Scientists Make Advances in Research for Baldness Cure
News reports have revealed some very interesting news in the field of men’s hair-loss research and are making progress toward potential treatments for the
problem. Scientific research, being done in places like the San Francisco Veterans Affairs Medical Center, Harvard Medical School and the University of Pennsylvania, is giving hope to millions of men that there
is a possible cure for hair loss in the not-too distant future.
The research groups are focusing on various aspects of hair loss, but when looked at as a whole, the results and information being uncovered is significant.
Scientists have found crucial elements in the hair-growth process, specifically vitamin D and the microscopic receptors that bind to it in the skin. (The vitamin D receptor was discovered back in 1969 by Mark
Haussler, who is currently professor of basic medical sciences at the University of Arizona.) Furthermore, some researchers have identified molecules that activate the receptor and could lead to future treatments
that might help in regenerating the hair follicle.
In addition, Japanese researchers have discovered that the use of vitamin D in conjunction with stem cell treatments have helped the generation of new hair
follicles in animal tests.
In related studies and research, the scientists at the University of Pennsylvania have actually discovered the specific causes of hair loss in men and are zeroing
in on a potential treatment based on their discoveries. As is commonly known, our bodies’ cells have natural growth cycles. The cells grow, die and are replaced constantly. Yet, in around 80% of Caucasian men
who develop what is called male-pattern baldness the hair follicles simply stop re-growing.
In research done while he was at the University of Pennsylvania, Dr. Luis Garza (who is now assistant profession of dermatology at Johns Hopkins) discovered that
during the natural cycle of hair growth in the follicle - just before it ceases the growth phase – there is an increase in levels of a molecule called Prostaglandin D2 (PGD2). Researchers then turned their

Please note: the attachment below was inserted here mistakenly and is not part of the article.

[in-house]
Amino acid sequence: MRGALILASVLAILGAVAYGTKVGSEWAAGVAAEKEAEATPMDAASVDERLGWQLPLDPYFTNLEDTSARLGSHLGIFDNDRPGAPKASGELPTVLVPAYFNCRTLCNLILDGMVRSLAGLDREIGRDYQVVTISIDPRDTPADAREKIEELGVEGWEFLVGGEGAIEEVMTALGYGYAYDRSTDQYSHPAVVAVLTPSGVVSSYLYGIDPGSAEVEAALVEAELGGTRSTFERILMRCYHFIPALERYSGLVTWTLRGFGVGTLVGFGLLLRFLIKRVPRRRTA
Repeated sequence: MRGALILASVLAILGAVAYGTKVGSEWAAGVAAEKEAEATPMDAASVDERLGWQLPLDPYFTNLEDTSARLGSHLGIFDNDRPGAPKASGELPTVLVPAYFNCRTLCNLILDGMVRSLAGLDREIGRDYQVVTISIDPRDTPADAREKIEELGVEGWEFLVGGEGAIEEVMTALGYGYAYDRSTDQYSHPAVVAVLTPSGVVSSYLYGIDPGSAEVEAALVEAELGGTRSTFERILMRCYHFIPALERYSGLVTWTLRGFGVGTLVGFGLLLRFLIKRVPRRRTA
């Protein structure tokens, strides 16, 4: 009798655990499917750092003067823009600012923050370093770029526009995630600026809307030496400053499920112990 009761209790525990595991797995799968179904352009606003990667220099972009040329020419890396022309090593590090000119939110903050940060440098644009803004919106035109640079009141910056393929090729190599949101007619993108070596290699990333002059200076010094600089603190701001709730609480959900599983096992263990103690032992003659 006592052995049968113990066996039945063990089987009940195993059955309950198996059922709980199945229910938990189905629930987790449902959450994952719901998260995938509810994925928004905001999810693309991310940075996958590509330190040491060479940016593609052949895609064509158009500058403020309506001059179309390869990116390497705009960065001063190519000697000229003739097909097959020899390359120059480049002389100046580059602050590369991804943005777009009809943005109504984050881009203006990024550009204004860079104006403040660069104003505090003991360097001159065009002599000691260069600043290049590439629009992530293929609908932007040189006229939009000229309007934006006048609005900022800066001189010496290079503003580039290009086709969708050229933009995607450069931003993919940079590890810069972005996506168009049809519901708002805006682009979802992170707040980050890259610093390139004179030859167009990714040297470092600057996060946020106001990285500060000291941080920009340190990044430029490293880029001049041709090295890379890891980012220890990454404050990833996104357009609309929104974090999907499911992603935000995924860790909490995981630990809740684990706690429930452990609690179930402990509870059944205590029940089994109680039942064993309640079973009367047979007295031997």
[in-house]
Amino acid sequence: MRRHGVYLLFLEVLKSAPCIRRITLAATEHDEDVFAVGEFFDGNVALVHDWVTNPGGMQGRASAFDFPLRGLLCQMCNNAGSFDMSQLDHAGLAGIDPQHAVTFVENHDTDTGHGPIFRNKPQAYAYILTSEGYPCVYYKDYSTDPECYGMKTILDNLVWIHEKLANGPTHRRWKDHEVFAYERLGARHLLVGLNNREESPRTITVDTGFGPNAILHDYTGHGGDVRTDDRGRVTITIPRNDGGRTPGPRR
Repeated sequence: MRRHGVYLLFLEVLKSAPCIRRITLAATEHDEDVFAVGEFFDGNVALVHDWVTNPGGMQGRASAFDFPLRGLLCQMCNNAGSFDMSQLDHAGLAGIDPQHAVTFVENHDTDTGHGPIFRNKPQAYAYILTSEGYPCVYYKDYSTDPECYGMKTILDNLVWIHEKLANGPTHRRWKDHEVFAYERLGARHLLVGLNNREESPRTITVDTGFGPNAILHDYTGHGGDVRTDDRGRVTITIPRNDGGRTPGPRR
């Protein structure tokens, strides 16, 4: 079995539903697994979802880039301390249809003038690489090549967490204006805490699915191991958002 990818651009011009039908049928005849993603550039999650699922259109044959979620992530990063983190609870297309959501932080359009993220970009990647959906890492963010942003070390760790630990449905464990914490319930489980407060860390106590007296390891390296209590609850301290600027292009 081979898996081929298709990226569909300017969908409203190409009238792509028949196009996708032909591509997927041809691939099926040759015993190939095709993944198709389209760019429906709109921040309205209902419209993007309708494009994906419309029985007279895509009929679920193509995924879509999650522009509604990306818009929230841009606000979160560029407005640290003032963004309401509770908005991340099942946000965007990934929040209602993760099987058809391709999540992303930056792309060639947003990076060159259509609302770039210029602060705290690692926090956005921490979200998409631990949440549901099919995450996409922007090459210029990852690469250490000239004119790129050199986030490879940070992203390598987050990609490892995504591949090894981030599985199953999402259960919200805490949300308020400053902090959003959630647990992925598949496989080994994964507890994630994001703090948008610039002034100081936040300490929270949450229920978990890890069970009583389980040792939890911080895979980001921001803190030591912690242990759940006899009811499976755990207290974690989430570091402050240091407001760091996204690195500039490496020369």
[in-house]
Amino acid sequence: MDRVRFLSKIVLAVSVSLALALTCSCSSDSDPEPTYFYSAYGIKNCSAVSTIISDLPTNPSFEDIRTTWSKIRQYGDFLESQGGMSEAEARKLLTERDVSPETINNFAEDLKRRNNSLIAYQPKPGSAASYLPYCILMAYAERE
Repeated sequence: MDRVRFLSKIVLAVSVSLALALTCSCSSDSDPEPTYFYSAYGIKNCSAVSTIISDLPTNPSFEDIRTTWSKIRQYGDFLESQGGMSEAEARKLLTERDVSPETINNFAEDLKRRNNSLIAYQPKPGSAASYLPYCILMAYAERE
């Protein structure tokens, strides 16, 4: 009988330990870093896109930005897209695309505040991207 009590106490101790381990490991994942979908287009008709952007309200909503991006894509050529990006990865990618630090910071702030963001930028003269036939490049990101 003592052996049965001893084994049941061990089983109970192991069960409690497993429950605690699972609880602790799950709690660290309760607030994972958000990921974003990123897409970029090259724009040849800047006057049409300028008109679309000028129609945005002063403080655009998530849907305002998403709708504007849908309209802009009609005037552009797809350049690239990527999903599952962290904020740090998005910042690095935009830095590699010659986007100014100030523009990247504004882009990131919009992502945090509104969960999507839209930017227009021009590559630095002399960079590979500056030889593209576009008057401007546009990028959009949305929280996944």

attention to the scalps of men with male pattern baldness and discovered higher levels of PGD2 in the scalp and follicles than in those men without the hair loss condition. This led to the conclusion that PGD2
was the cause of the hair loss when the genetics of the scalp decreed the overproduction of the molecule.
The scientists continued study and found that there is a receptor that triggers the molecule’s destructive effects and been working on a way to use this receptor to
devise a treatment to allow men in the early stages of baldness to hold onto their hair. This would work by introducing a molecule that would act as a “decoy” and bind to the receptor, which would prevent the
PGD2 molecule from being able to act on the receptor. Without the binding to create the triggering effects, the PGD2 can’t cause any damaging effect to the follicle and would allow the follicle to continue
producing hair according to its growth cycle.
Researchers have a handful of treatments focusing on the receptors already in clinical trials, but there is an interesting twist. PGD2 is also responsible for
asthmatic conditions. The PGD2 molecule causes a reaction in bronchial tissues that leads to the contractions that are experienced by asthmatics and can be so dangerous in many cases. One of the drugs currently
being tested in clinical trials is ramatroban, and scientists are trying to find ways to convert the oral and inhalable versions of the drug in the asthma trials in to topical treatments for use in hair loss research.